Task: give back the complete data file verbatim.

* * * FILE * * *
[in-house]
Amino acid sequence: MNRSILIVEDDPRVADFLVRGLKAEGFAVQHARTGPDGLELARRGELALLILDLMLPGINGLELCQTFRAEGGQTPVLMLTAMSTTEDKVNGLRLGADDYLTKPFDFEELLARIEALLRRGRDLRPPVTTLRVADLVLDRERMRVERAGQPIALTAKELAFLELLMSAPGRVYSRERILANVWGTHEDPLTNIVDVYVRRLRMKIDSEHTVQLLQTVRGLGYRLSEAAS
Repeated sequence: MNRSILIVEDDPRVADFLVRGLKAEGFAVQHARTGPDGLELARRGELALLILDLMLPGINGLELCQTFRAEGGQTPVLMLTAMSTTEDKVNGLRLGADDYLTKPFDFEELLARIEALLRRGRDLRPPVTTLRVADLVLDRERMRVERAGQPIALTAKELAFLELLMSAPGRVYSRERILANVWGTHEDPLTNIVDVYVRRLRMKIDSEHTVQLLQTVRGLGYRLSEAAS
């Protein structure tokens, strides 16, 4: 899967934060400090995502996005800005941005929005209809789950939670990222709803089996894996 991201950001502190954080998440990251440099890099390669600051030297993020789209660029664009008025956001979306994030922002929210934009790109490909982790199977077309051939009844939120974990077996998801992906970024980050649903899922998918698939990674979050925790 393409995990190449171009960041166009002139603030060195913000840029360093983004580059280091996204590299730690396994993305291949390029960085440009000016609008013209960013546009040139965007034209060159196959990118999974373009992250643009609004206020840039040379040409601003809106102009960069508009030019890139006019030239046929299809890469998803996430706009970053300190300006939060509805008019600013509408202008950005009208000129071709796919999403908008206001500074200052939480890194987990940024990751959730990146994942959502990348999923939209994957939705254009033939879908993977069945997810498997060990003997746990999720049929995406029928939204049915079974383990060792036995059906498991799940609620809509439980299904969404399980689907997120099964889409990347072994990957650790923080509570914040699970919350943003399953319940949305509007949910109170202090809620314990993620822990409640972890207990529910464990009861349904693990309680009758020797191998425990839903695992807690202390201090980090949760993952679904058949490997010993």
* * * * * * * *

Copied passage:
[in-house]
Amino acid sequence: MNRSILIVEDDPRVADFLVRGLKAEGFAVQHARTGPDGLELARRGELALLILDLMLPGINGLELCQTFRAEGGQTPVLMLTAMSTTEDKVNGLRLGADDYLTKPFDFEELLARIEALLRRGRDLRPPVTTLRVADLVLDRERMRVERAGQPIALTAKELAFLELLMSAPGRVYSRERILANVWGTHEDPLTNIVDVYVRRLRMKIDSEHTVQLLQTVRGLGYRLSEAAS
Repeated sequence: MNRSILIVEDDPRVADFLVRGLKAEGFAVQHARTGPDGLELARRGELALLILDLMLPGINGLELCQTFRAEGGQTPVLMLTAMSTTEDKVNGLRLGADDYLTKPFDFEELLARIEALLRRGRDLRPPVTTLRVADLVLDRERMRVERAGQPIALTAKELAFLELLMSAPGRVYSRERILANVWGTHEDPLTNIVDVYVRRLRMKIDSEHTVQLLQTVRGLGYRLSEAAS
């Protein structure tokens, strides 16, 4: 899967934060400090995502996005800005941005929005209809789950939670990222709803089996894996 991201950001502190954080998440990251440099890099390669600051030297993020789209660029664009008025956001979306994030922002929210934009790109490909982790199977077309051939009844939120974990077996998801992906970024980050649903899922998918698939990674979050925790 393409995990190449171009960041166009002139603030060195913000840029360093983004580059280091996204590299730690396994993305291949390029960085440009000016609008013209960013546009040139965007034209060159196959990118999974373009992250643009609004206020840039040379040409601003809106102009960069508009030019890139006019030239046929299809890469998803996430706009970053300190300006939060509805008019600013509408202008950005009208000129071709796919999403908008206001500074200052939480890194987990940024990751959730990146994942959502990348999923939209994957939705254009033939879908993977069945997810498997060990003997746990999720049929995406029928939204049915079974383990060792036995059906498991799940609620809509439980299904969404399980689907997120099964889409990347072994990957650790923080509570914040699970919350943003399953319940949305509007949910109170202090809620314990993620822990409640972890207990529910464990009861349904693990309680009758020797191998425990839903695992807690202390201090980090949760993952679904058949490997010993």